8 Best Uses Of Virtual Reality In Music

Music is a universal language, enjoyed by all. However, when paired with Virtual Reality, it becomes an even greater sensory form of entertainment. It offers the opportunity to enhance the listening experience through immersive visuals, haptics and interactivity. So it’s no surprise that there’s so much interest in this combination of technology and art.

We’ve previously wrote about the ‘10 Best VR Music Experiences’ out there, and thought it was time for an update to see what’s new and exciting in this space. So here’s some of the latest VR experiences that put music at the forefront, including VR music production platforms, VR music installations, and VR music videos.

Vinyl Reality

Vinyl Reality is a fun DJ software developed by EntroPi Games in collaboration with professional DJ’s. Instead of going overboard with crazy effects and diverse settings like many VR games do, this app lets you simply immerse yourself in an environment with a normal vinyl DJ set-up. Load up your personal music collection and mix your favourite tracks using the two-channel mixer and two vinyl turntables in a virtual room. This experience is perfect for the wannabe DJ’s out there who want to learn the skills of DJ’ing but may not have the tools yet.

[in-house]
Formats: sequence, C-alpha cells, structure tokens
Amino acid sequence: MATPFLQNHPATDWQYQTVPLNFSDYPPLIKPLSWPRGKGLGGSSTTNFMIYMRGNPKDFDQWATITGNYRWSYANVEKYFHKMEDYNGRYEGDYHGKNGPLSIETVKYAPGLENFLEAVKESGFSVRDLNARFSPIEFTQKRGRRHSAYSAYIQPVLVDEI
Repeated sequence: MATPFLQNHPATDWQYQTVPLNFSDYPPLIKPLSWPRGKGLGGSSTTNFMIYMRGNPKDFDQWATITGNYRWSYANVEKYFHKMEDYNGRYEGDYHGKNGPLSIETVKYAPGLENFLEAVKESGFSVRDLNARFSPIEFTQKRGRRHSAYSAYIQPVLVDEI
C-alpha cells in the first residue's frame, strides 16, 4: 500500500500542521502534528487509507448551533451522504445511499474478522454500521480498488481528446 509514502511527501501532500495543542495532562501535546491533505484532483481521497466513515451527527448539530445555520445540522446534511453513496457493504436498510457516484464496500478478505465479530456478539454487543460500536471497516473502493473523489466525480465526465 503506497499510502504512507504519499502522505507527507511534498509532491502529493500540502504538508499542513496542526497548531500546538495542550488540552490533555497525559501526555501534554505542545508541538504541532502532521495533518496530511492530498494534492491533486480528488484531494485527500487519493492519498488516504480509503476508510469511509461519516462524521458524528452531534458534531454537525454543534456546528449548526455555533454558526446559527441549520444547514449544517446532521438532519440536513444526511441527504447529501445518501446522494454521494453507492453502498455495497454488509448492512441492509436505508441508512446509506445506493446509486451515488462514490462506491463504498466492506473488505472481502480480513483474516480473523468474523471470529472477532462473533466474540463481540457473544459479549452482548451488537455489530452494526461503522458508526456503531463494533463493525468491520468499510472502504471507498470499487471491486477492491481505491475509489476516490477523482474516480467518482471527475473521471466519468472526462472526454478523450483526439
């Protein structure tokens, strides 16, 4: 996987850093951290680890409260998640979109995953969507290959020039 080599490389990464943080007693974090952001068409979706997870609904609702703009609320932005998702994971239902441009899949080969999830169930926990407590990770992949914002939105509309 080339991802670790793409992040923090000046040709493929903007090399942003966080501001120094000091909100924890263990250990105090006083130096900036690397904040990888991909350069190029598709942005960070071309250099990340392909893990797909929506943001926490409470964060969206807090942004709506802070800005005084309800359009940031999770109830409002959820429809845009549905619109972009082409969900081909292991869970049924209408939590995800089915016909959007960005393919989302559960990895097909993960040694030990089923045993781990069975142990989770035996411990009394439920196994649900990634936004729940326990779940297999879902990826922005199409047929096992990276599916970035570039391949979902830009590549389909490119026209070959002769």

Music Room VR

Feel the punch when using a drum kit, the energy when playing the piano or the emotion when strumming the strings of the harp in Music Room VR. When putting on an HTC Vive, users become a multi-instrumentalist in the most realistic way possible. The Vive also uses the most expressive MIDI Controller, this gives you access to a range of movements such as strumming, sliding and drumming. The room itself can be changed – perform in a bar, practice in a studio or live a musicians dream by playing on a big stage in front of a large audience. It’s the perfect application for anyone who wants to play around with sounds and unleash their creativity.

Beat Saber